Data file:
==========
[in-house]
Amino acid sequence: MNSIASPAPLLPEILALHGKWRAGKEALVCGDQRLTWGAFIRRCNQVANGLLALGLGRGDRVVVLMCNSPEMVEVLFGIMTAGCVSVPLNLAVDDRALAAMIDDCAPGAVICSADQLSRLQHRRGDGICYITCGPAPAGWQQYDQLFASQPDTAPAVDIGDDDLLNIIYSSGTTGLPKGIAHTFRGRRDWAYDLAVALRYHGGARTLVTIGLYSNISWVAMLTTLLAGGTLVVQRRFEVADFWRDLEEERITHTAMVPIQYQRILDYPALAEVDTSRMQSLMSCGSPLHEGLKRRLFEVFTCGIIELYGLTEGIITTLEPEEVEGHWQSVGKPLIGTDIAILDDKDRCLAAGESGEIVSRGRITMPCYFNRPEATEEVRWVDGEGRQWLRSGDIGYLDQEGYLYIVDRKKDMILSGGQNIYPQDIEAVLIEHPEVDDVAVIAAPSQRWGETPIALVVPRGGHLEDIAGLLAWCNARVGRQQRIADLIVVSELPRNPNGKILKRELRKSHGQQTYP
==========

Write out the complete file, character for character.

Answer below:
[in-house]
Amino acid sequence: MNSIASPAPLLPEILALHGKWRAGKEALVCGDQRLTWGAFIRRCNQVANGLLALGLGRGDRVVVLMCNSPEMVEVLFGIMTAGCVSVPLNLAVDDRALAAMIDDCAPGAVICSADQLSRLQHRRGDGICYITCGPAPAGWQQYDQLFASQPDTAPAVDIGDDDLLNIIYSSGTTGLPKGIAHTFRGRRDWAYDLAVALRYHGGARTLVTIGLYSNISWVAMLTTLLAGGTLVVQRRFEVADFWRDLEEERITHTAMVPIQYQRILDYPALAEVDTSRMQSLMSCGSPLHEGLKRRLFEVFTCGIIELYGLTEGIITTLEPEEVEGHWQSVGKPLIGTDIAILDDKDRCLAAGESGEIVSRGRITMPCYFNRPEATEEVRWVDGEGRQWLRSGDIGYLDQEGYLYIVDRKKDMILSGGQNIYPQDIEAVLIEHPEVDDVAVIAAPSQRWGETPIALVVPRGGHLEDIAGLLAWCNARVGRQQRIADLIVVSELPRNPNGKILKRELRKSHGQQTYP